Packers linebacker Brandon Chillar, left, and safety Charlie Peprah upend Vikings running back Adrian Peterson during the second quarter of Sunday's game at Lambeau Field. The Packers seem to be better against the run with Peprah at safety instead of rookie Morgan Burnett. Corey Wilson/Press-Gazette
There are a few critical positions in the National Football League where you canít hide players.
Quarterback is one.
Left tackle is another, as the Green Bay Packers were mercilessly reminded when Chad Clifton missed both games against the Minnesota Vikings last year, and they gave up 14 sacks, including 7Ĺ to Jared Allen.
Cornerback is yet a third as the Vikings learned again Sunday night. The Packers exploited the Vikingsí injury-depleted cornerback corps with their three- and four-wide receiver sets, including three plays for 101 yards that Greg Jennings and James Jones made against rookie nickel back Chris Cook in the first quarter that set the tone for their 28-24 victory.
But the old axiom in the NFL is there isnít much that separates the vast majority of players in the league and, therefore, most are easily replaceable. A big factor in the Packers taking the lead then holding onto it in the second half was some gritty performances and even some big plays provided by their injury replacements.
The Packers missed Ryan Pickett. He was hurting so badly he hardly could get out of his stance on the first two series, but they were both three-and-outs for the Packersí defense. The Vikings were double-teaming him and B.J. Raji, and that freed up a linebacker. As the game went on without Pickett, the Vikings rarely double-teamed the down linemen. But the Packersí replacements got better and made some nice plays late in the game.
C.J. Wilson played off blocks on consecutive plays on the Vikingsí final possession to hold Adrian Peterson to gains of 2 and 1 yard. Earlier, he also hit Brett Favre on Desmond Bishopís interception. Jarius Wynn got a sack, albeit somewhat of a coverage sack, that was another big play on that last series. What was impressive was the Packers were so thin on the defensive line that those guys were gassed and getting blown off the ball at times, but they had enough resolve to make those plays.
On Bishopís interception, he played it perfectly. He was between the quarterback and receiver, stepped in front of it and was off to the races. That was the game-winning play. With Bishop and A.J. Hawk, the balls hit them in the stomach on their interceptions. But give them credit; they made the plays. And they made some other good plays, too, but youíd like to see both of them attack the line of scrimmage more. If you watched E.J. Henderson and Chad Greenway, the Vikingsí linebackers, those guys run upfield and hit the gaps.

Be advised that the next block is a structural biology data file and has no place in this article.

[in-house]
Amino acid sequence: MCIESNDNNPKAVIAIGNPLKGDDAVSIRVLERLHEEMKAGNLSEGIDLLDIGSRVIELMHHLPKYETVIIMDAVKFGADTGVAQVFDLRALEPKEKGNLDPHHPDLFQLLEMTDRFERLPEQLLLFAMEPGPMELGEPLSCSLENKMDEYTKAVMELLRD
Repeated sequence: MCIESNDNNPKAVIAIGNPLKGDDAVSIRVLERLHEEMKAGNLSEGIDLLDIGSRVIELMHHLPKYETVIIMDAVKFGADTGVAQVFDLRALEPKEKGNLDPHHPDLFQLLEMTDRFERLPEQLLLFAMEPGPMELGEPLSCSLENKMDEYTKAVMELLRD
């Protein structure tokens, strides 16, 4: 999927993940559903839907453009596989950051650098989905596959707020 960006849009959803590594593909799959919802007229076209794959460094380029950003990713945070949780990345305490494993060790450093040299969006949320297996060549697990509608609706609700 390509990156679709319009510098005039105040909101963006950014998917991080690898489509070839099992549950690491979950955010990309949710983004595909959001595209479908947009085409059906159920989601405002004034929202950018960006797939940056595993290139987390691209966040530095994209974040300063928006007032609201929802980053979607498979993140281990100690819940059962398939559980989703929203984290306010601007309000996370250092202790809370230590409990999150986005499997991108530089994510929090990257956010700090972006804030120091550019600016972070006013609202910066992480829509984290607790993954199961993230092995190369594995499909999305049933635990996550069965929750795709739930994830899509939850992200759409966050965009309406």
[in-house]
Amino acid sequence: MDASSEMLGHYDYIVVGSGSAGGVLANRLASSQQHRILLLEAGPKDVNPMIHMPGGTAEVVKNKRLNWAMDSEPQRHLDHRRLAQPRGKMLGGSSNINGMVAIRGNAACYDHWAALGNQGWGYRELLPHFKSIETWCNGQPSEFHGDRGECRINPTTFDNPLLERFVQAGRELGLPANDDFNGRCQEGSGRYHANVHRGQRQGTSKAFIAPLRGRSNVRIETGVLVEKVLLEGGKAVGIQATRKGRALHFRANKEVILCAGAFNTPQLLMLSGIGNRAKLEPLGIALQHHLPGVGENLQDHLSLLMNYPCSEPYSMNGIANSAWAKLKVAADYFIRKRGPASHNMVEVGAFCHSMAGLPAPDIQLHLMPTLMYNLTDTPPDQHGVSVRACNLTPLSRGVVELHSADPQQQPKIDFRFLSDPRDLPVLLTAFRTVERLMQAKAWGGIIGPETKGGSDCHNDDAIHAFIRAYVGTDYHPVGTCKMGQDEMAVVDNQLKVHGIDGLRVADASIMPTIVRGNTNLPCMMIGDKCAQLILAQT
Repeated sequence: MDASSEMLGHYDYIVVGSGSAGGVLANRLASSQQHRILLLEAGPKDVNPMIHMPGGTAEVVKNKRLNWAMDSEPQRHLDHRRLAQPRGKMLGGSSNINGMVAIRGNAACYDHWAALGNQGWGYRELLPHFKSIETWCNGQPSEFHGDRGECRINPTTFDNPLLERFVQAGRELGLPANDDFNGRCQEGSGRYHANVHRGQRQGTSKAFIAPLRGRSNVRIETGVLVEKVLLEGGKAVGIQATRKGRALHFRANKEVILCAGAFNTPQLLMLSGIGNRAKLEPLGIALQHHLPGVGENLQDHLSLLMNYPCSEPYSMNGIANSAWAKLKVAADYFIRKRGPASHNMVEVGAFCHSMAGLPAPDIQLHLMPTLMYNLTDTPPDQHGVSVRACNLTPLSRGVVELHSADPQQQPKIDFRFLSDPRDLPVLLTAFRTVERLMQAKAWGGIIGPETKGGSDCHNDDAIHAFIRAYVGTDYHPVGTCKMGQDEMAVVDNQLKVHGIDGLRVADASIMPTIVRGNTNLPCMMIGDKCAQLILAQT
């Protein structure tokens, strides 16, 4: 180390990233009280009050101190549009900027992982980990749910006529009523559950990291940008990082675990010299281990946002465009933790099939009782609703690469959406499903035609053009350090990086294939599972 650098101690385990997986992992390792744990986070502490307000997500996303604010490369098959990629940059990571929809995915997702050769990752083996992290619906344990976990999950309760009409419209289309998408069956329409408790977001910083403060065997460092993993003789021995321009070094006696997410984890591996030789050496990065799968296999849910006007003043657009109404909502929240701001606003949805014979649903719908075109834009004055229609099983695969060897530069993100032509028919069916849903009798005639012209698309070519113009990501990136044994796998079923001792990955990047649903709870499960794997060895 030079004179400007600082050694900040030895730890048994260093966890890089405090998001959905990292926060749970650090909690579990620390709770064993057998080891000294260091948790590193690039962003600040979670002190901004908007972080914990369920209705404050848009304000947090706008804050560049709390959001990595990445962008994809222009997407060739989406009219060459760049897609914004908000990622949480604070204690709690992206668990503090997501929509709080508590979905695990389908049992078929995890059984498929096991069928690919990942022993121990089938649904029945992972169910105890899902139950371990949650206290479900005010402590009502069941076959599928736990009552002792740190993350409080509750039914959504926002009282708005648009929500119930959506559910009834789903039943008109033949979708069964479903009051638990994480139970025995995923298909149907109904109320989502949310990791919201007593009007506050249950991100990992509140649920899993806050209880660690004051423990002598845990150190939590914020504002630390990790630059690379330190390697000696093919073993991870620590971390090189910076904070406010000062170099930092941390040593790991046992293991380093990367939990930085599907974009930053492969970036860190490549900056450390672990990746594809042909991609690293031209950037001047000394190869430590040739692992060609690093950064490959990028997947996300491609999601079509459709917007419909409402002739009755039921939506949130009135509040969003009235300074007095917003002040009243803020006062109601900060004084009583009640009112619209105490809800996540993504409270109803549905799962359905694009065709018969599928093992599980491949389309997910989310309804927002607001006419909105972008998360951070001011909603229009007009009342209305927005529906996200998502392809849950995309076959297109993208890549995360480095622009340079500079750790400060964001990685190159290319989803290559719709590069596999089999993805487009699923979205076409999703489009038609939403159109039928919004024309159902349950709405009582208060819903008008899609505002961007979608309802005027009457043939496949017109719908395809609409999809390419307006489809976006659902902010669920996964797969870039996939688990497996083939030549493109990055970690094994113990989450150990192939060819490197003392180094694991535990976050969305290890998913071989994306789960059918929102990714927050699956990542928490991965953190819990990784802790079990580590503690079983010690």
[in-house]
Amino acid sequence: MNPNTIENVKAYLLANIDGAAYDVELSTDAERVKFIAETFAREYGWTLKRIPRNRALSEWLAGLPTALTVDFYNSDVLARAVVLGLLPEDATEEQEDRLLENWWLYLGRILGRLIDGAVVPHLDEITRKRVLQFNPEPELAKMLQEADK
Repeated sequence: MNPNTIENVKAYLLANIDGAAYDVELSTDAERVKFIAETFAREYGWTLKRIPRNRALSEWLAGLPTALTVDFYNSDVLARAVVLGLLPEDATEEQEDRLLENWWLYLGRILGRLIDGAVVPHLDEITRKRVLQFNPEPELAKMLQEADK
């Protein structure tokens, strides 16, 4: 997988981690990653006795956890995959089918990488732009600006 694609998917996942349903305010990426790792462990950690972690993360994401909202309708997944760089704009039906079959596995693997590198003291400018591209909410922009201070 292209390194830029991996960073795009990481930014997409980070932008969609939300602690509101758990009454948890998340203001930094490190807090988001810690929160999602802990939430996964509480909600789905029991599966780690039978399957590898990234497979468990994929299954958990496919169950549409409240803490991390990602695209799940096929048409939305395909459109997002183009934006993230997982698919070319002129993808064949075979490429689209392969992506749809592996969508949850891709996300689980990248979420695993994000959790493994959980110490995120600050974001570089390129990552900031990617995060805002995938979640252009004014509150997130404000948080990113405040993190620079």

Charlie Peprahís play on that screen pass to Percy Harvin on the first series was a thing of beauty. He ran through a blocker and made the tackle. He also had a breakup on a pass to Harvin on the final series.
On the third-and-1 post to Harvin for 37 yards, Peprah and Nick Collins bit on the play fake. But Peprah was the one that should have been giving help to the inside. Without safety help, there wasnít anything Charles Woodson could do. Brett Favre could throw it wherever he wanted. All it had to be was out in front of the receiver and it was going to be completed.
But the Packers are a better team against the run with Peprah than they were with Morgan Burnett, and thatís huge when youíre playing against Peterson.
Aaron Rodgers wasnít pressured the entire game. The tackles, Clifton and Bryan Bulaga, were outstanding in pass protection. There wasnít much push inside, either. The Vikingsí front four isnít what it used to be. Considering his struggles early, itís almost as if Clifton has come back from the dead. And Bulagaís upper-body strength is impressive for a rookie. There were a couple of times he just stood up Ray Edwards.
The tackles were good in the running game, too. The Packers ran better in the B-gap, or outside their guards, than inside their guards. Daryn Colledge and Scott Wells, and Josh Sitton and Wells did a nice job on combo blocks. The draw is a tricky play to block, and the Packers ran that well. Wells got blown up by Pat Williams a couple of times, and he doesnít blow anybody up. But he has good feet and can turn his hips, so the guard can get off the double-team and block the defensive end or outside backer.
Jackson is like a bad beer. The more you drink it, the more you like it. Heís getting better at picking holes, and heís making guys miss.
He made two game-changing plays in the fourth quarter. The interception was obvious. That was an awesome play. But another play that might have gone unnoticed was Collinsí tackle on Peterson on the second play of the final series. Collins got enough of Petersonís legs to hold him to 11 yards. Peterson was within an eyelash of breaking that run for what might have been a 78-yard touchdown.
Rodgers wasnít anything special, but the Packers clearly have the better quarterback. He plays a safer game, and he makes more plays with his feet.
That used to be Favreís game. When he got out of the pocket, it was big-play time. Now, thereís just not enough gas left in his tank to make those plays.
Cliff Christl is a former Packers writer and sports editor for the Green Bay Press-Gazette. Eric Baranczyk is a former player and coach at the high school and collegiate level.